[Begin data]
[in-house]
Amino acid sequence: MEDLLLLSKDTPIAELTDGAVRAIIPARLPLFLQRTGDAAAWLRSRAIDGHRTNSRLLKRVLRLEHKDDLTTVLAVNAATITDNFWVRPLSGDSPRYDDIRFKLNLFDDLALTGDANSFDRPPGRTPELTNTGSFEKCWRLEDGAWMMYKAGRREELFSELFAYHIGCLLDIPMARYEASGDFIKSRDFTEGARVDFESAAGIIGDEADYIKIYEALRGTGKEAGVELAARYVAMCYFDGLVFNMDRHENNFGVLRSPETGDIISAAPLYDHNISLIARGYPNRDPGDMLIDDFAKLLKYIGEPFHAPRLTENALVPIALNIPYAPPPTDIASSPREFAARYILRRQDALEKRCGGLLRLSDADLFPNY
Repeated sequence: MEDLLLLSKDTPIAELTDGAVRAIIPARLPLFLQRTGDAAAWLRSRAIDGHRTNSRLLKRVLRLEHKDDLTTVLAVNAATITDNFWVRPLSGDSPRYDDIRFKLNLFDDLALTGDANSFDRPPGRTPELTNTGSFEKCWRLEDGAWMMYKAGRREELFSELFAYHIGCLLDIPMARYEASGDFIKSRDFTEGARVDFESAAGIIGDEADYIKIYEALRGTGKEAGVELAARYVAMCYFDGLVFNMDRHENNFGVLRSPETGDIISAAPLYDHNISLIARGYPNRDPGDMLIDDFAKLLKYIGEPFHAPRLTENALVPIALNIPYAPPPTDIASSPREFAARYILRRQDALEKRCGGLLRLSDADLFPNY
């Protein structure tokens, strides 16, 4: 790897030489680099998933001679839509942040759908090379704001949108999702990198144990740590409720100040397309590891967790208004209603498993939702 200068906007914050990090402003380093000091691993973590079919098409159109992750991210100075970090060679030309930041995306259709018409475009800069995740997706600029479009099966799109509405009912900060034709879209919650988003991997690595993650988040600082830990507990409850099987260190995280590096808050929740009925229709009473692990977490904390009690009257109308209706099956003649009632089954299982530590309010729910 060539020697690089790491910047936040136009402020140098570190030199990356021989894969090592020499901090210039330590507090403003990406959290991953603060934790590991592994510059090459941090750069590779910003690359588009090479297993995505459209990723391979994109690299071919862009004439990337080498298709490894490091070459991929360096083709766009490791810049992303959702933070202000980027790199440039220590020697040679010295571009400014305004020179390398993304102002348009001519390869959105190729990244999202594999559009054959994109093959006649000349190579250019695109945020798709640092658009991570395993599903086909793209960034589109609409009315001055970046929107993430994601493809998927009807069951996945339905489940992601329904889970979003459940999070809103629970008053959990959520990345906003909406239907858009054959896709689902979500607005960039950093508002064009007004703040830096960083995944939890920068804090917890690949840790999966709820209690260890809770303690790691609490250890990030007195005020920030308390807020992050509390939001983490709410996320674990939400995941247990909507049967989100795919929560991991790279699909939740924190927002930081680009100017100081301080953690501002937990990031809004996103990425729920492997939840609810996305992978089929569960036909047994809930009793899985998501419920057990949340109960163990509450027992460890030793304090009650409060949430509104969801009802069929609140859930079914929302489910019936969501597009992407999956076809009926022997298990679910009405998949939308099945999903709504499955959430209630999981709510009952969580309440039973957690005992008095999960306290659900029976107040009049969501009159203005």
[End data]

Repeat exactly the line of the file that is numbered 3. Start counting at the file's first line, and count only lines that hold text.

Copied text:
Repeated sequence: MEDLLLLSKDTPIAELTDGAVRAIIPARLPLFLQRTGDAAAWLRSRAIDGHRTNSRLLKRVLRLEHKDDLTTVLAVNAATITDNFWVRPLSGDSPRYDDIRFKLNLFDDLALTGDANSFDRPPGRTPELTNTGSFEKCWRLEDGAWMMYKAGRREELFSELFAYHIGCLLDIPMARYEASGDFIKSRDFTEGARVDFESAAGIIGDEADYIKIYEALRGTGKEAGVELAARYVAMCYFDGLVFNMDRHENNFGVLRSPETGDIISAAPLYDHNISLIARGYPNRDPGDMLIDDFAKLLKYIGEPFHAPRLTENALVPIALNIPYAPPPTDIASSPREFAARYILRRQDALEKRCGGLLRLSDADLFPNY